It is commonly found along river banks, on waste ground and beside roads and railtracks.
Its sap contains a toxic chemical which causes skin to become sensitive to sunlight and results in nasty blisters and burns that can be serious and long-lasting.
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Every year large numbers of gardeners, walkers, children and animals are injured after contact with the invasive plant.
Giant hogweed, as its name suggests, is tall with huge leaves and umbrella-like white flowers.
It bears a striking resemblance to common hogweed, a harmless relative, as well as cow parsley, but is much larger.
People and pets are advised to give it a wide berth as just rubbing up against the plants can be enough to cause a serious reaction.
The warning has been issued by state agency NatureScot and the Care of Burns in Scotland managed clinical network ahead of the start of the school summer holidays, when more people, particularly families, are likely to be exploring nature and the outdoors.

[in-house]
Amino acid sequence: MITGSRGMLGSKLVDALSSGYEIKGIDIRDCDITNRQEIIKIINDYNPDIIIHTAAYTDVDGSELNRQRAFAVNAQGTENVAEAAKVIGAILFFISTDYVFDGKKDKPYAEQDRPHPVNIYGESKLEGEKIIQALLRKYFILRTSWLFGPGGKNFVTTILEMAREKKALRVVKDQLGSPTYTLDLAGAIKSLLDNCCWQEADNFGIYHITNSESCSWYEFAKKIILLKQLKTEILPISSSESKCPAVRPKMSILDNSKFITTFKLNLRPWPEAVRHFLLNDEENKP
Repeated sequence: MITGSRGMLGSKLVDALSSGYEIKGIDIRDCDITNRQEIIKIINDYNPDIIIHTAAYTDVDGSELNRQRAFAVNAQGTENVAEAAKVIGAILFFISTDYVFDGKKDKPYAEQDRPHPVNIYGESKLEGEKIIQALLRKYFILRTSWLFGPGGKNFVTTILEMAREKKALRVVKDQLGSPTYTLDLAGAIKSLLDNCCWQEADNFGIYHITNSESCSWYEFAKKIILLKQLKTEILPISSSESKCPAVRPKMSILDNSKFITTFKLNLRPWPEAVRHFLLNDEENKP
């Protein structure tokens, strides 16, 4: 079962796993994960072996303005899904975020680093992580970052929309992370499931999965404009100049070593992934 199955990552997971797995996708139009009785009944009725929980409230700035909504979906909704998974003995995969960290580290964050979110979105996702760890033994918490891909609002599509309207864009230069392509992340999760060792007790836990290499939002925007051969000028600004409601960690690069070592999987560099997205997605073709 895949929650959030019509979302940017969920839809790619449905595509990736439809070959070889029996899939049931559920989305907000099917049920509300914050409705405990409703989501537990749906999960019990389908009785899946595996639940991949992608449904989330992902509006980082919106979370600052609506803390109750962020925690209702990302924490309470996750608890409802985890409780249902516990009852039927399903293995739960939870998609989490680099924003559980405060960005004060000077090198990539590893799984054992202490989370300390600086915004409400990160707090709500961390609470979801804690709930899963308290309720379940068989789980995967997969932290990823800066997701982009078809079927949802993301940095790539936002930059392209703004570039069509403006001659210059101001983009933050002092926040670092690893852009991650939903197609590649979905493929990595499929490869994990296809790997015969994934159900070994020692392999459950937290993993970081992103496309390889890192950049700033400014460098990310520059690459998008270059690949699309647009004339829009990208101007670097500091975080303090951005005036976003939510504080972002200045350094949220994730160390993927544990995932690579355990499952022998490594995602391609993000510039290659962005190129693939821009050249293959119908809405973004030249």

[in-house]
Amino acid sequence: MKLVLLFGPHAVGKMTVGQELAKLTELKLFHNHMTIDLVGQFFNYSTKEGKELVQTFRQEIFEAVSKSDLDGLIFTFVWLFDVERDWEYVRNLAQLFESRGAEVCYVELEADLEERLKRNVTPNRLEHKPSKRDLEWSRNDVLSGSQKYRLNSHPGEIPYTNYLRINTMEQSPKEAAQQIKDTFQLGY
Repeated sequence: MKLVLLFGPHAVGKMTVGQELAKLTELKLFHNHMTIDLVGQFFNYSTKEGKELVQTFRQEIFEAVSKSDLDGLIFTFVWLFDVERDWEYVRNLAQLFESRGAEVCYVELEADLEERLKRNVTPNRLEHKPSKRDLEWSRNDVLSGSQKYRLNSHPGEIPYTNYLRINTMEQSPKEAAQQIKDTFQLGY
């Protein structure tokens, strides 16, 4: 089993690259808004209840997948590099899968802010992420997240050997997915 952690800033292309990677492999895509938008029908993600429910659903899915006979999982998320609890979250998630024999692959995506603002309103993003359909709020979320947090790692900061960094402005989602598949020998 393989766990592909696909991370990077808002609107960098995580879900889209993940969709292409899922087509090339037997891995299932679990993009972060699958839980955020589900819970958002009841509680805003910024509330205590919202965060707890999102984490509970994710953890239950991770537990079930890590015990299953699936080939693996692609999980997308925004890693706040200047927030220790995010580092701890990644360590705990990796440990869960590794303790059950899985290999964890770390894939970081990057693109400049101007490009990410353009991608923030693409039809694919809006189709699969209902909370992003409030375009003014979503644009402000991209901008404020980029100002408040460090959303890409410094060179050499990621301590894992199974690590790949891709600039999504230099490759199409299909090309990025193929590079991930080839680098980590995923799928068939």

Stan Whitaker, invasive species policy manager for NatureScot, said: “It’s really important for people to be able to recognise giant hogweed so they can avoid potentially serious injury.
“Thankfully the plant is relatively easy to identify when fully grown due to its enormous size of between two and four metres tall, with large white clusters of flowers up to 80 centimetres wide.
“Its leaves are very large and sharply divided and can be over one metre across while the stems are green with purple blotches and covered with bristly hairs.”
Eleanor Robertson, senior clinical research fellow at NHS Greater Glasgow and Clyde, said: “This plant, although impressive to look at, is best avoided and reported to your local council.
“If you do come into contact with the plant, you must cover the affected area to block sunlight, then thoroughly wash the area to remove the sap.
“Should redness or blistering occur, you should seek medical help.”